Take the time to design an alternative retirement plan should retirement come earlier than expected.
Imagine this. You’ve spent decades working, saving and planning for your version of the ideal retirement.
But life decides to throw a little kink into your plans. Your company was just acquired, and your boss is now strongly encouraging you to take an early retirement – five years before you’re ready.
So, What Now?
Well, first recognize that you’re not alone. Less than a quarter of American workers plan to retire before age 65, but almost half end up doing just that, according to the Employee Benefit Research Institute’s 2014 Retirement Confidence Survey. And most of them retire early through no choice of their own. The reasons vary – a personal or family health issue, loss of a job, burnout. The good news is you don’t have to be a victim of your circumstances should this happen to you. But, you will have to make some adjustments.
That retirement plan may need to be revised to account for poor health, higher expenses, lower income or simply having to stretch your nest egg over a few additional years.
Here’s what you can do to help yourself rebound financially and find a new path to the retirement you envisioned for yourself.
Once you’ve laid the groundwork for your new life in retirement, consider what’s next for you and your family. You could:
Forced early retirement may not be in the cards for you, but it can’t hurt to prepare for the eventuality that something might come along to alter your retirement plans.
There are a variety of simple strategies to help you increase your retirement security. For instance, an emergency fund can create a financial cushion if and when you need it. If you can’t afford to set aside cash, think about alternative sources of liquidity such as home equity or securities based lines of credit, which typically carry lower interest rates than credit cards. You may be able to get a tax deduction, as well. A word of caution: It’s much harder to qualify for a line of credit if you’re unemployed. Consider having a line of credit in place even if you never need to use it.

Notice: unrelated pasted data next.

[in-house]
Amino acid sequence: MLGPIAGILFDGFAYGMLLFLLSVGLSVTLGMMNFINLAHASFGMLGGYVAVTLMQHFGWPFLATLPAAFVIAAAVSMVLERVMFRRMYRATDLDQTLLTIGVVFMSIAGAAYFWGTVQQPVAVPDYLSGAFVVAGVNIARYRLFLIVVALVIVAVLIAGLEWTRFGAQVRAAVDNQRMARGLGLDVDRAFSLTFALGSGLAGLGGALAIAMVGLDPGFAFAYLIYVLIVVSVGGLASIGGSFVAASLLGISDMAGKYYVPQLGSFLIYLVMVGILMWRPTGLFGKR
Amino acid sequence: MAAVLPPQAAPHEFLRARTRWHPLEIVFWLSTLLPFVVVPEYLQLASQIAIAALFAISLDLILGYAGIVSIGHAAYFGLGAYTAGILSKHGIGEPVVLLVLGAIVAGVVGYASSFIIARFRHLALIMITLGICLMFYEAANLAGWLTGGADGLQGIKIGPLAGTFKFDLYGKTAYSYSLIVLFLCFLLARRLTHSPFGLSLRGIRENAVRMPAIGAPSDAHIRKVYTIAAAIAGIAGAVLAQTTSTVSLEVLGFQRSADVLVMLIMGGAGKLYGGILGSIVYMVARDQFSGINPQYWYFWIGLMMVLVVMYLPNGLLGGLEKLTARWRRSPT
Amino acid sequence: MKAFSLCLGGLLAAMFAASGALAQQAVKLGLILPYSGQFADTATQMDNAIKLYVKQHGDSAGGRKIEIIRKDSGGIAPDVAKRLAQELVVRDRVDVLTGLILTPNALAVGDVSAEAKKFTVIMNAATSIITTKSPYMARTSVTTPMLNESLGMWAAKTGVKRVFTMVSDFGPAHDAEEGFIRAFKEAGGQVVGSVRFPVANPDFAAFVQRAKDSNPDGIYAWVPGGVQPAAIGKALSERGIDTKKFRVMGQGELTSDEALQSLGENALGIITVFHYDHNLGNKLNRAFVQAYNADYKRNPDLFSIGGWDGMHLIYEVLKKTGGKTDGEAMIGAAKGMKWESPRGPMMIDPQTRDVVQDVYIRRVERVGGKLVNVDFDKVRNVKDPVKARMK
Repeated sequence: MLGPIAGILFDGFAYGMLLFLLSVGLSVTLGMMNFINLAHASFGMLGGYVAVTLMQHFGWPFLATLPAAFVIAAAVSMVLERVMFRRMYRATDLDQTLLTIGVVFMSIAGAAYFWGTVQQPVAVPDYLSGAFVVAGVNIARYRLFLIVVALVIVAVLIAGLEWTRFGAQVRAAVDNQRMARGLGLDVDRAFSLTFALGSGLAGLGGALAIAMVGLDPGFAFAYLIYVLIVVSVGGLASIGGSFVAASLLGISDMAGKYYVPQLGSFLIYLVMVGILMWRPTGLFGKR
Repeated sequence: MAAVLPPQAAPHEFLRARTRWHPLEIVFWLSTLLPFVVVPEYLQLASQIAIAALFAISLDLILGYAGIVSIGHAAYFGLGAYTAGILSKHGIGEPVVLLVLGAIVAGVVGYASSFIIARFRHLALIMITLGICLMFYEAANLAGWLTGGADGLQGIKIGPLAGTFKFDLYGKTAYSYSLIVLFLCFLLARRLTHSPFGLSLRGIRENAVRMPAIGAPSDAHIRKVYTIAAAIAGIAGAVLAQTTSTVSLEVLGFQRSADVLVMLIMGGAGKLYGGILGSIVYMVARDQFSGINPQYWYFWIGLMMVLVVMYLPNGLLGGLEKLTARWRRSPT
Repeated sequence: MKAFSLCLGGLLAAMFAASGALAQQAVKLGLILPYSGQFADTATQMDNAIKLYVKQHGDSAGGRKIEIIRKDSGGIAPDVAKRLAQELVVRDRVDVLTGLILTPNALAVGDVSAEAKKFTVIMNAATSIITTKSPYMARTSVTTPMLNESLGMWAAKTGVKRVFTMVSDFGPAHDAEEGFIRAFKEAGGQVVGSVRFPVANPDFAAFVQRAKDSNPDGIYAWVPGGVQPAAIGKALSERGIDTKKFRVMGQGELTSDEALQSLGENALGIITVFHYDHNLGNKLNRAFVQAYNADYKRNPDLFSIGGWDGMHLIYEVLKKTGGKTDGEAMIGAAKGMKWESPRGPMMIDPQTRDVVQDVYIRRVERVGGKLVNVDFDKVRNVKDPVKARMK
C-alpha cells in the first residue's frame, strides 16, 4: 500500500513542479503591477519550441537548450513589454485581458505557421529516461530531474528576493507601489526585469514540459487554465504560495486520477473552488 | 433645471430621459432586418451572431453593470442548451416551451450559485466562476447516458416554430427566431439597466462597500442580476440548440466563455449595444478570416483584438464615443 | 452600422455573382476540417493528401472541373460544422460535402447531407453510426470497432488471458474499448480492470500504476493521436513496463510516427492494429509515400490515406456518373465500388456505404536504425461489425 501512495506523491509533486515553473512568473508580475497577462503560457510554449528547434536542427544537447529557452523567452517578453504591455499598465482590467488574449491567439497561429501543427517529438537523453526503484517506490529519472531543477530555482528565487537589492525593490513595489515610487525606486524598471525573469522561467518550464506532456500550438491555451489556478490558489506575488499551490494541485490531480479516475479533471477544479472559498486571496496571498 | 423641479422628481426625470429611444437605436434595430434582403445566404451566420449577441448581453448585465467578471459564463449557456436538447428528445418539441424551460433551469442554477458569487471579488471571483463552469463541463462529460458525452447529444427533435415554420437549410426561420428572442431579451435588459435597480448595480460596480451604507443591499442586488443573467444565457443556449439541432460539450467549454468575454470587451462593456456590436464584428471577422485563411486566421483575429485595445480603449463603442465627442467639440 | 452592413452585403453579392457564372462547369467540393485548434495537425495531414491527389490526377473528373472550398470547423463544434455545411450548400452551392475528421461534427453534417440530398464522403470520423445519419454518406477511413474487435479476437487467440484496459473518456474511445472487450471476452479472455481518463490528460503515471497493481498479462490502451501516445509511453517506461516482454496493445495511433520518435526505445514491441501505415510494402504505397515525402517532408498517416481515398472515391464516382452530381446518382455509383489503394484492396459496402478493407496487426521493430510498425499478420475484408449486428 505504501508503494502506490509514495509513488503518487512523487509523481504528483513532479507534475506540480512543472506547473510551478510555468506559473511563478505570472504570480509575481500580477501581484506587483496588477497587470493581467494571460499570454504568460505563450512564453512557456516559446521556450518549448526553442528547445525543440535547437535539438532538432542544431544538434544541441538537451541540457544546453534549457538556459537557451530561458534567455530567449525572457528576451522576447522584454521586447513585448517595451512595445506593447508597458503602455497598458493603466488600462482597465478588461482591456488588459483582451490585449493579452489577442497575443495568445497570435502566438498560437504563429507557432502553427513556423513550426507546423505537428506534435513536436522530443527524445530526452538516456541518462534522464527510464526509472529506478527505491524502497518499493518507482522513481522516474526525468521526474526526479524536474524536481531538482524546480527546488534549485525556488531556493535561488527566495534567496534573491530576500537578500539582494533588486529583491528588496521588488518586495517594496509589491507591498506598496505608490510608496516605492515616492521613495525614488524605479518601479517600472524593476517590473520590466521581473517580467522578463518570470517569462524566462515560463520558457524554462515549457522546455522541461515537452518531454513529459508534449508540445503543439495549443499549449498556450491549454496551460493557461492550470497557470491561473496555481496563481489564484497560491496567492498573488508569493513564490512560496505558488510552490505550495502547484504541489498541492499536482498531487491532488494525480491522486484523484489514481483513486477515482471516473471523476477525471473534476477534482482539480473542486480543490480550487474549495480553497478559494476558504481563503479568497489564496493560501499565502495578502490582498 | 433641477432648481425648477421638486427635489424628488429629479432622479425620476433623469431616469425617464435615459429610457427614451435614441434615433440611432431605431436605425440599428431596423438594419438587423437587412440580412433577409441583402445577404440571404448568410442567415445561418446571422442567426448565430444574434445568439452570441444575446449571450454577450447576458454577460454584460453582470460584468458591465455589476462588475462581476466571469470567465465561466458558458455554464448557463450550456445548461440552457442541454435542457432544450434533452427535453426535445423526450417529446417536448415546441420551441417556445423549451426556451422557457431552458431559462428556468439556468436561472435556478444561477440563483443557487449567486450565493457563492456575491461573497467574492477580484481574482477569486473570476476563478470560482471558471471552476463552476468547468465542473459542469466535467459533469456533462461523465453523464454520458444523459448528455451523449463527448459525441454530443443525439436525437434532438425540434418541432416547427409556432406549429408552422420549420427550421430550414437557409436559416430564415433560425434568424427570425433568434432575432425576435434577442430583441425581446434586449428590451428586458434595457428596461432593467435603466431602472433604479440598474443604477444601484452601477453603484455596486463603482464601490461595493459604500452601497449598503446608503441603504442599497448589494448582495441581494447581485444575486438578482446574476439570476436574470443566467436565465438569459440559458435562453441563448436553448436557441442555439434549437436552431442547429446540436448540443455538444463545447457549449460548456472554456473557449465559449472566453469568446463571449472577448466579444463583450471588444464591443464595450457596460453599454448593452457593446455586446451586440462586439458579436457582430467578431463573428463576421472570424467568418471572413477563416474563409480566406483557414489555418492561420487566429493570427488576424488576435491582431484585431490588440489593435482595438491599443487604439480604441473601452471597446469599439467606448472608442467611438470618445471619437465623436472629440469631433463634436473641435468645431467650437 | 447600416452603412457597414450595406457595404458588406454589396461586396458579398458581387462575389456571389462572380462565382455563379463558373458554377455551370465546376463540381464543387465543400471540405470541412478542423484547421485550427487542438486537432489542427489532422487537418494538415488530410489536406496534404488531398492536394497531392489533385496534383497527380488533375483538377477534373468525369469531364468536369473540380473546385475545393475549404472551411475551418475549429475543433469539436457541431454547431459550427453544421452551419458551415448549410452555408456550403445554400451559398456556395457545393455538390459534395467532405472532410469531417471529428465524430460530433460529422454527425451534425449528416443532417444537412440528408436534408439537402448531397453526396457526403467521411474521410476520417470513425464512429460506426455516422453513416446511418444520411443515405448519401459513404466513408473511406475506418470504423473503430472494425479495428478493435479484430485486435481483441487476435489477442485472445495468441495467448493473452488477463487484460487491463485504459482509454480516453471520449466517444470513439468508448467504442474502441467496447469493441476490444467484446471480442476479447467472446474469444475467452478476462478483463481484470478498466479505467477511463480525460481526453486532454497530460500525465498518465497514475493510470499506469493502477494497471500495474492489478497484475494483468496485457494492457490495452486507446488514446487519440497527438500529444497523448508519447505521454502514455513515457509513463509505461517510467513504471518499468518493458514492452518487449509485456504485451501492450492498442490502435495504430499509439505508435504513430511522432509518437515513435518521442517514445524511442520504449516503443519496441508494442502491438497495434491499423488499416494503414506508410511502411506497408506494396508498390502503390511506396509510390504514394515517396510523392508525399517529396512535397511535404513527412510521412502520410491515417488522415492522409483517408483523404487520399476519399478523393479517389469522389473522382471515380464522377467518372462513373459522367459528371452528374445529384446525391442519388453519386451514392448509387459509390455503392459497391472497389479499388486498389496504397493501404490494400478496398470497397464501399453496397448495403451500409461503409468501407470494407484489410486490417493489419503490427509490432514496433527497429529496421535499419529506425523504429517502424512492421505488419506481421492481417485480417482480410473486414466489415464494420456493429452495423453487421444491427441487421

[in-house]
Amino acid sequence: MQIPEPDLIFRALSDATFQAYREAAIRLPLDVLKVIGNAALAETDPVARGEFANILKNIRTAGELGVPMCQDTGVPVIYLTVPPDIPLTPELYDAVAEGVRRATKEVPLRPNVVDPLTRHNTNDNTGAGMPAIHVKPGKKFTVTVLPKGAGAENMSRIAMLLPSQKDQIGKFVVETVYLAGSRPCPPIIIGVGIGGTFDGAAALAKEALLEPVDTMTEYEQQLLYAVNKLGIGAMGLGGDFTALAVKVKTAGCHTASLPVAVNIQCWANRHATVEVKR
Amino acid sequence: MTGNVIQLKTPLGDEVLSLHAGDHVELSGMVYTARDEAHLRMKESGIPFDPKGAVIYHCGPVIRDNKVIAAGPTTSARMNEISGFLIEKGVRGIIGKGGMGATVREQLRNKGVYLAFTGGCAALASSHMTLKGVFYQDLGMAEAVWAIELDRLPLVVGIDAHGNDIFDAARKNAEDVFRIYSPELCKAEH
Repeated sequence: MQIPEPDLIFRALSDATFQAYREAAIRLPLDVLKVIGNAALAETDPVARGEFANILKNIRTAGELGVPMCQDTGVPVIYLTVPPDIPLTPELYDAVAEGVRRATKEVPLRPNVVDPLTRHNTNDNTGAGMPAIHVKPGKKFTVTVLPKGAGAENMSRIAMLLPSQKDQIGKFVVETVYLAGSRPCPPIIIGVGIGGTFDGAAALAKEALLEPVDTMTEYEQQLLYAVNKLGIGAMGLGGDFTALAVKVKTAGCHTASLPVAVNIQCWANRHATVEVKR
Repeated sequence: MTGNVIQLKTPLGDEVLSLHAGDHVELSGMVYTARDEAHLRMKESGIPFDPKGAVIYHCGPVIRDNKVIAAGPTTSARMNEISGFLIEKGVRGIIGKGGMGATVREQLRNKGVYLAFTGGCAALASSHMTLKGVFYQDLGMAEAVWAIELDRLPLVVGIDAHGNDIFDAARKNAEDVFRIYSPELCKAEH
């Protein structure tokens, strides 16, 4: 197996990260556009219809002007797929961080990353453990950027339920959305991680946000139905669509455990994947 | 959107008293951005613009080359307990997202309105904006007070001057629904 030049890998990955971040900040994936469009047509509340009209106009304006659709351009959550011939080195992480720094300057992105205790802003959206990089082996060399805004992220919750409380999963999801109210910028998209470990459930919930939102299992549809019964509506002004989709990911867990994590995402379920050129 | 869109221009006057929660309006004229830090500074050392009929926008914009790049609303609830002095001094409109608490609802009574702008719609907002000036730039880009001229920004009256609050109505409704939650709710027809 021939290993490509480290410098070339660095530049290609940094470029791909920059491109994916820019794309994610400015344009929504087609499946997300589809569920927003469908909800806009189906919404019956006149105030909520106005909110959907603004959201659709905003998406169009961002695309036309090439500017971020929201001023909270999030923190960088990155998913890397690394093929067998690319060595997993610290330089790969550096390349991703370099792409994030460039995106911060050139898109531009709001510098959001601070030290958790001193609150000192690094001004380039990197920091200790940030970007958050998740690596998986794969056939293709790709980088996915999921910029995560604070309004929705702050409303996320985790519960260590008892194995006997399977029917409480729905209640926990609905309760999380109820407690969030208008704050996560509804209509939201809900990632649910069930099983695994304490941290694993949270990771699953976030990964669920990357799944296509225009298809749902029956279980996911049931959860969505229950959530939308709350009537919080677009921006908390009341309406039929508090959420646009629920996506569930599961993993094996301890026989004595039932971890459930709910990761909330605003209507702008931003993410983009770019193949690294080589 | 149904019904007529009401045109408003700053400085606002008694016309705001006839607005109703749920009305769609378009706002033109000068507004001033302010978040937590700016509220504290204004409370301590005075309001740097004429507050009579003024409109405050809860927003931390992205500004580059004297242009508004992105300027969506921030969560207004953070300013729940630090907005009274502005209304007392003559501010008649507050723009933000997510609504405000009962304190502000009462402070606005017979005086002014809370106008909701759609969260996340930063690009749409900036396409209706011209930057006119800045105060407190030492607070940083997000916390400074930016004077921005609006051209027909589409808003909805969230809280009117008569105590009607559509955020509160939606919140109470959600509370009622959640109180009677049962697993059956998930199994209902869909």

Another bit of advice? Save early and save often. Retirement is a big goal for many of us, so saving as much as possible in dedicated retirement accounts can give you quite a head start even if you have to retire earlier than expected. Maximize your contributions to 401(k)s, IRAs or Roth IRAs, then incrementally increase your savings rate each year. If you’re age 50 or older, take advantage of catch-up contributions, which allow you to save an extra $1,000 a year in qualifying retirement plans. The power of compounding has the potential to turn your diligent saving into a comfortable nest egg that could mitigate the impact of a forced early retirement. You’ll also want to proactively reduce debt.
And since health is a major reason that people leave work, do what you can to take care of yourself, physically and mentally. That means getting preventive care, eating well, exercising and getting enough rest.
Challenges and Opportunities
Retiring can be challenging for anyone, especially so if you don’t have much say. But as we mentioned before, there are ways to take back control and move forward, with the help of your professional advisors. Once you get over the challenges of planning for the unexpected and revise your retirement plan accordingly, look for opportunities to make the most of your, perhaps unwanted, fresh start. The future may be brighter than you ever imagined.
Material prepared by Raymond James for use by its financial advisors.
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